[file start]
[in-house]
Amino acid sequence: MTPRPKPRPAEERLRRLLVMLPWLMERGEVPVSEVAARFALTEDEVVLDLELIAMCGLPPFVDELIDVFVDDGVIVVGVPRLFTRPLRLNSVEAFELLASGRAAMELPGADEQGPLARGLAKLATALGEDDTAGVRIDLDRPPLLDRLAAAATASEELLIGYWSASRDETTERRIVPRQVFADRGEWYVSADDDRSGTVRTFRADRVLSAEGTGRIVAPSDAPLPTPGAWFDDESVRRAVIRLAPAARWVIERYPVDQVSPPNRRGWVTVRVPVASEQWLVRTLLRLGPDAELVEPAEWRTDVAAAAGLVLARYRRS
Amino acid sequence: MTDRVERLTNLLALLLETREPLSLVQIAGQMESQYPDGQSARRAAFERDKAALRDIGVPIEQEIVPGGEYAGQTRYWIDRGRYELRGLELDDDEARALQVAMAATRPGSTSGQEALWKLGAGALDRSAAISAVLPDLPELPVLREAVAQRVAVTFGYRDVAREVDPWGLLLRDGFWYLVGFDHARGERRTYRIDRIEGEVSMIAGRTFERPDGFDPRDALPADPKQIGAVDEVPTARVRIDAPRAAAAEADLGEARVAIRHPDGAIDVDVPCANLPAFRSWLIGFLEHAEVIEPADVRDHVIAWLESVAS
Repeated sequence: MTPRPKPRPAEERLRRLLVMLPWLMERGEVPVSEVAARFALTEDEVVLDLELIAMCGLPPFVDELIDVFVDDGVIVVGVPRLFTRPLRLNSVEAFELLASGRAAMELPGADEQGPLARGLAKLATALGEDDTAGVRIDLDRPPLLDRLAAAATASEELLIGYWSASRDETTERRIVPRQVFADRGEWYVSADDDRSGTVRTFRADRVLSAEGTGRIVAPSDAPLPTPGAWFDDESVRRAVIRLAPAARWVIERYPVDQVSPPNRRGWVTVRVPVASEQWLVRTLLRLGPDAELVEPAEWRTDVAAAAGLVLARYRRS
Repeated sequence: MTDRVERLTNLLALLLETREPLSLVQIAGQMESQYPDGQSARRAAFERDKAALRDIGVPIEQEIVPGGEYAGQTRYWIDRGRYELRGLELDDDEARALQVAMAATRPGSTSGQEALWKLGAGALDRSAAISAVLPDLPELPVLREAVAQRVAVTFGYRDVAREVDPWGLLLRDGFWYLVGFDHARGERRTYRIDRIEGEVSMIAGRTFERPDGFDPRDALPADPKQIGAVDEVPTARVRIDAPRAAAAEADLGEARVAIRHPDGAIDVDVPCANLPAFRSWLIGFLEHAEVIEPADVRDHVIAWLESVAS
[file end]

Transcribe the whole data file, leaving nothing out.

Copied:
[in-house]
Amino acid sequence: MTPRPKPRPAEERLRRLLVMLPWLMERGEVPVSEVAARFALTEDEVVLDLELIAMCGLPPFVDELIDVFVDDGVIVVGVPRLFTRPLRLNSVEAFELLASGRAAMELPGADEQGPLARGLAKLATALGEDDTAGVRIDLDRPPLLDRLAAAATASEELLIGYWSASRDETTERRIVPRQVFADRGEWYVSADDDRSGTVRTFRADRVLSAEGTGRIVAPSDAPLPTPGAWFDDESVRRAVIRLAPAARWVIERYPVDQVSPPNRRGWVTVRVPVASEQWLVRTLLRLGPDAELVEPAEWRTDVAAAAGLVLARYRRS
Amino acid sequence: MTDRVERLTNLLALLLETREPLSLVQIAGQMESQYPDGQSARRAAFERDKAALRDIGVPIEQEIVPGGEYAGQTRYWIDRGRYELRGLELDDDEARALQVAMAATRPGSTSGQEALWKLGAGALDRSAAISAVLPDLPELPVLREAVAQRVAVTFGYRDVAREVDPWGLLLRDGFWYLVGFDHARGERRTYRIDRIEGEVSMIAGRTFERPDGFDPRDALPADPKQIGAVDEVPTARVRIDAPRAAAAEADLGEARVAIRHPDGAIDVDVPCANLPAFRSWLIGFLEHAEVIEPADVRDHVIAWLESVAS
Repeated sequence: MTPRPKPRPAEERLRRLLVMLPWLMERGEVPVSEVAARFALTEDEVVLDLELIAMCGLPPFVDELIDVFVDDGVIVVGVPRLFTRPLRLNSVEAFELLASGRAAMELPGADEQGPLARGLAKLATALGEDDTAGVRIDLDRPPLLDRLAAAATASEELLIGYWSASRDETTERRIVPRQVFADRGEWYVSADDDRSGTVRTFRADRVLSAEGTGRIVAPSDAPLPTPGAWFDDESVRRAVIRLAPAARWVIERYPVDQVSPPNRRGWVTVRVPVASEQWLVRTLLRLGPDAELVEPAEWRTDVAAAAGLVLARYRRS
Repeated sequence: MTDRVERLTNLLALLLETREPLSLVQIAGQMESQYPDGQSARRAAFERDKAALRDIGVPIEQEIVPGGEYAGQTRYWIDRGRYELRGLELDDDEARALQVAMAATRPGSTSGQEALWKLGAGALDRSAAISAVLPDLPELPVLREAVAQRVAVTFGYRDVAREVDPWGLLLRDGFWYLVGFDHARGERRTYRIDRIEGEVSMIAGRTFERPDGFDPRDALPADPKQIGAVDEVPTARVRIDAPRAAAAEADLGEARVAIRHPDGAIDVDVPCANLPAFRSWLIGFLEHAEVIEPADVRDHVIAWLESVAS